Editorial Board   Guest Author

Mr. Schwartz

Matt Schwartz

Chief Technology Officer of Information Technology, Sage Hospitality

Matt Schwartz currently serves as Chief Technology Officer of Information Technology at Sage Hospitality. In this capacity, Mr. Schwartz has responsibility for all aspects of IT including both within Sage's corporate offices and across all Sage Hotels within the United States. He oversees teams that handle applications, infrastructure, business intelligence, project management and security for the entire company. Mr. Schwartz spends most days thwarting cyberattacks, enhancing Sage's growing CRM database, and moving as much as possible to the Cloud.

Sage Hospitality explores innovation in hospitality in creative ways under Mr. Schwartz's leadership. From in-house robots to crypto-currency, Sage continues to test ways that the industry can evolve both in the guest experience and the improvement of systems to create more seamless and efficient ways to move the speed of business. Compliance and security also are on the forefront of IT attention as the continuous threat of personal information hacking grows, the safety and security of Sage's guests is always the number one priority.

Prior to joining Sage, Mr. Schwartz served as the VP of Digital Solutions at Intrawest where he deployed a cloud-based Central Reservation System (CRS) to all of Intrawest's resort properties including Winter Park and Steamboat in Colorado. ¬†Prior to Intrawest, Mr. Schwartz held various leadership positions in IT and Finance at corporations like PetSmart and Staples. Mr. Schwartz has a strong passion for technology, starting his career as a “coder” of HTML and SQL.¬†

Mr. Schwartz earned a B.S. with Honors from Cornell University and an M.B.A from MIT's Sloan School of Management.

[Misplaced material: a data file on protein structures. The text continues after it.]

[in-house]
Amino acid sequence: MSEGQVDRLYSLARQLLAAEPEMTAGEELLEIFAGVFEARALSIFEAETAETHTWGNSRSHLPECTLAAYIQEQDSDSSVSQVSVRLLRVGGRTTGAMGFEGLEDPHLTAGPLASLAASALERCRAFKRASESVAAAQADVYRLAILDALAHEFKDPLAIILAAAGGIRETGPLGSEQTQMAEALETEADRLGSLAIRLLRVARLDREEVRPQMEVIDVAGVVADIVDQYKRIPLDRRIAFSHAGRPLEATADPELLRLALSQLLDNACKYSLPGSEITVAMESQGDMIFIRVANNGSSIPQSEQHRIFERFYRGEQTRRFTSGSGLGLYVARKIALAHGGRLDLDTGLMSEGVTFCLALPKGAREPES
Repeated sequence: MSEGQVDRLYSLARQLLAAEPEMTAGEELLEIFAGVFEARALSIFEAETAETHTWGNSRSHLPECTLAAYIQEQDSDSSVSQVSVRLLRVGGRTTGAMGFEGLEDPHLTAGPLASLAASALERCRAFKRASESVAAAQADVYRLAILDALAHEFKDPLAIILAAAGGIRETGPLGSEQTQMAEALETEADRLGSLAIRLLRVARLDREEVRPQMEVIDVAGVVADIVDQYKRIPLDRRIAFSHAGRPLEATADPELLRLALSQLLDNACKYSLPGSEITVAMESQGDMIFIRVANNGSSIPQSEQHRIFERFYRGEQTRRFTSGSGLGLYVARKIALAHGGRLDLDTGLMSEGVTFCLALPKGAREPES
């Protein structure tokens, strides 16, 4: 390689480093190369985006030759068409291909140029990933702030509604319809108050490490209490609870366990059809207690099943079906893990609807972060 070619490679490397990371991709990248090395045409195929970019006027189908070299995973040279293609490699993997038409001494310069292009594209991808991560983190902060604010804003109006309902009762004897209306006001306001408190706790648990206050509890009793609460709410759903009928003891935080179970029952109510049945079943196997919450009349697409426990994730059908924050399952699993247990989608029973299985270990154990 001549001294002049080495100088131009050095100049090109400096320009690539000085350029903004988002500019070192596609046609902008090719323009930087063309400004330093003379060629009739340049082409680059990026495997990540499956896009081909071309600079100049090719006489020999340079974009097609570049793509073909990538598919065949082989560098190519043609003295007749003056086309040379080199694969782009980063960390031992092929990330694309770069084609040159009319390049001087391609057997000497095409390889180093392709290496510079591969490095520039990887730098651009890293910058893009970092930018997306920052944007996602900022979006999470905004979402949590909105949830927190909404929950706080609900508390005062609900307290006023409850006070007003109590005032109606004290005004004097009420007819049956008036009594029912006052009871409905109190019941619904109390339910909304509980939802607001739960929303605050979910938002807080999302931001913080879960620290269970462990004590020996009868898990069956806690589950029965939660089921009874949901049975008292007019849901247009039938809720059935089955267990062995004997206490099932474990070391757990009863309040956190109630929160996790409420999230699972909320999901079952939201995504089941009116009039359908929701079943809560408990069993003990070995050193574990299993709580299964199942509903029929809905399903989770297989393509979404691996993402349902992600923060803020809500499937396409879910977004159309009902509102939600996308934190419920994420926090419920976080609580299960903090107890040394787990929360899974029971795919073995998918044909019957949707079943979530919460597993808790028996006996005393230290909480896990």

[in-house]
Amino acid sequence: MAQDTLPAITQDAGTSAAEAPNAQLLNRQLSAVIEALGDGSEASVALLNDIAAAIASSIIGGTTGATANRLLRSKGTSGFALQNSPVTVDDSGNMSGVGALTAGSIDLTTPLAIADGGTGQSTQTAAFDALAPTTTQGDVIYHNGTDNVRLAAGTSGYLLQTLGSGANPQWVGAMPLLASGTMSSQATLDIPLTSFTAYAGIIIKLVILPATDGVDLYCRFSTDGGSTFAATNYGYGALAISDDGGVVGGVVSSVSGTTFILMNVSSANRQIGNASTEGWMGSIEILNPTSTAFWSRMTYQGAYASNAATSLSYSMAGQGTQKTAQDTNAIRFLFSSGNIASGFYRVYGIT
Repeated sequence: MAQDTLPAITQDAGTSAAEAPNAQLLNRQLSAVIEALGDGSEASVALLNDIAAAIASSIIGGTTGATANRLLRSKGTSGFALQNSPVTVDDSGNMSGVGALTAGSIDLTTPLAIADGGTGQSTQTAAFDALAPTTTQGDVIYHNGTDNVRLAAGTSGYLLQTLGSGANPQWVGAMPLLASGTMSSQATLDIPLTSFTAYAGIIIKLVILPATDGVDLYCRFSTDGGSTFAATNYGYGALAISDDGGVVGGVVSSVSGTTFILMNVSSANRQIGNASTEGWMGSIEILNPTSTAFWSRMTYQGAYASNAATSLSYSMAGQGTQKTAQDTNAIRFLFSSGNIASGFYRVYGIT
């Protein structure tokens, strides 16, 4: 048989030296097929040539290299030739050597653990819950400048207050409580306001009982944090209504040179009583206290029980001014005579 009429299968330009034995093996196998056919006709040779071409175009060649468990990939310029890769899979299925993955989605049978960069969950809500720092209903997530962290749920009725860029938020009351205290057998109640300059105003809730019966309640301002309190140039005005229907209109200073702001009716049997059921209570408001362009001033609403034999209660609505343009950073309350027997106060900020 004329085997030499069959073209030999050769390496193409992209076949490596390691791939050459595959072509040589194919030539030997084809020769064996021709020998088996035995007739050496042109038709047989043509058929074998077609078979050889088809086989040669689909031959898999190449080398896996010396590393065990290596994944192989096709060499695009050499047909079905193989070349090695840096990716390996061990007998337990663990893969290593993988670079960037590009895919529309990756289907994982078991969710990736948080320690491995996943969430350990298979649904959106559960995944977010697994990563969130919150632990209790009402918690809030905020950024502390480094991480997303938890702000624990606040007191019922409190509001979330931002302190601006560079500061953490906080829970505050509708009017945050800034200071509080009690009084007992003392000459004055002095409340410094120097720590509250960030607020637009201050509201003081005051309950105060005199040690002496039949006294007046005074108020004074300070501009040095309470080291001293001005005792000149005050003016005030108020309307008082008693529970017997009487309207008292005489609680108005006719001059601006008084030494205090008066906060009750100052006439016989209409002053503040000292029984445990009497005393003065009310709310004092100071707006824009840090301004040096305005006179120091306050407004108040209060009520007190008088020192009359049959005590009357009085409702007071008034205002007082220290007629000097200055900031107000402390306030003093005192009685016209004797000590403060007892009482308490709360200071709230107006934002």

Please visit http://www.sagehospitality.com for more information.

Mr. Schwartz can be contacted at 303-595-7200 or info@sagehospitality.com

Coming up in January 2019...

Mobile Technology: The Future is Now

Mobile Technology continues to advance at a relentless pace and the hotel industry continues to adapt. Hotel guests have shown a strong preference for mobile self-service - from checking-in/out at a hotel kiosk, to ordering room service, making dinner reservations, booking spa treatments, and managing laundry/dry cleaning services. And they also enjoy the convenience of paying for these services with smart phone mobile payments. In addition, some hotels have adopted a “concierge in your pocket” concept. Through a proprietary hotel app, guests can access useful information such as local entertainment venues, tourist attractions, event calendars, and medical facilities and services. In-room entertainment continues to be a key factor, as guests insist on the capacity to plug in their own mobile devices to customize their entertainment choices. Mobile technology also allows for greater marketing opportunities. For example, many hotels have adopted the use of “push notifications” - sending promotions, discounts and special event messages to guests based on their property location, purchase history, profiles, etc. Near field communication (NFC) technology is also being utilized to support applications such as opening room doors, earning loyalty points, renting a bike, accessing a rental car, and more. Finally, some hotels have adopted more futuristic technology. Robots are in use that have the ability to move between floors to deliver room service requests for all kinds of items - food, beverages, towels, toothbrushes, chargers and snacks. And infrared scanners are being used by housekeeping staff that can detect body heat within a room, alerting staff that the room is occupied and they should come back at a later time. The January Hotel Business Review will report on what some hotels are doing to maximize their opportunities in this exciting mobile technology space.